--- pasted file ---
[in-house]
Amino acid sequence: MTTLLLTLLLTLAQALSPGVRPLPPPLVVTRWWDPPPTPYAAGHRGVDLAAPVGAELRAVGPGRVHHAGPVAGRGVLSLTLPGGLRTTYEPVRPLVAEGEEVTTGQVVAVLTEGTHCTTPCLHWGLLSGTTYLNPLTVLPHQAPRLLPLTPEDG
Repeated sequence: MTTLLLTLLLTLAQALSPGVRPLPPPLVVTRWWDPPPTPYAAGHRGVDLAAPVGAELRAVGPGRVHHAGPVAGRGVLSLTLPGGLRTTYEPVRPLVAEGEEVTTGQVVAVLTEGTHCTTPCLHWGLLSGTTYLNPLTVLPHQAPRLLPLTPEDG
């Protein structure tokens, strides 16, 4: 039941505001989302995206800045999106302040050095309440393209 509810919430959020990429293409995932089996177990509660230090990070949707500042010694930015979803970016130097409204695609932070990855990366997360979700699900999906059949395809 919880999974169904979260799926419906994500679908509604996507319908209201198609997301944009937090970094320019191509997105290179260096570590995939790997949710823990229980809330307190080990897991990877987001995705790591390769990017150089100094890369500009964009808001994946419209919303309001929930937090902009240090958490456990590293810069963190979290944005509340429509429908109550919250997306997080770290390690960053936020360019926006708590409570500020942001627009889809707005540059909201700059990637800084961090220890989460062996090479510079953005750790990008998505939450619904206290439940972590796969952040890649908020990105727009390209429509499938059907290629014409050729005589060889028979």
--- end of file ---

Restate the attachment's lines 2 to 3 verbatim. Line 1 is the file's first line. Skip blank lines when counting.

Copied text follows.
Amino acid sequence: MTTLLLTLLLTLAQALSPGVRPLPPPLVVTRWWDPPPTPYAAGHRGVDLAAPVGAELRAVGPGRVHHAGPVAGRGVLSLTLPGGLRTTYEPVRPLVAEGEEVTTGQVVAVLTEGTHCTTPCLHWGLLSGTTYLNPLTVLPHQAPRLLPLTPEDG
Repeated sequence: MTTLLLTLLLTLAQALSPGVRPLPPPLVVTRWWDPPPTPYAAGHRGVDLAAPVGAELRAVGPGRVHHAGPVAGRGVLSLTLPGGLRTTYEPVRPLVAEGEEVTTGQVVAVLTEGTHCTTPCLHWGLLSGTTYLNPLTVLPHQAPRLLPLTPEDG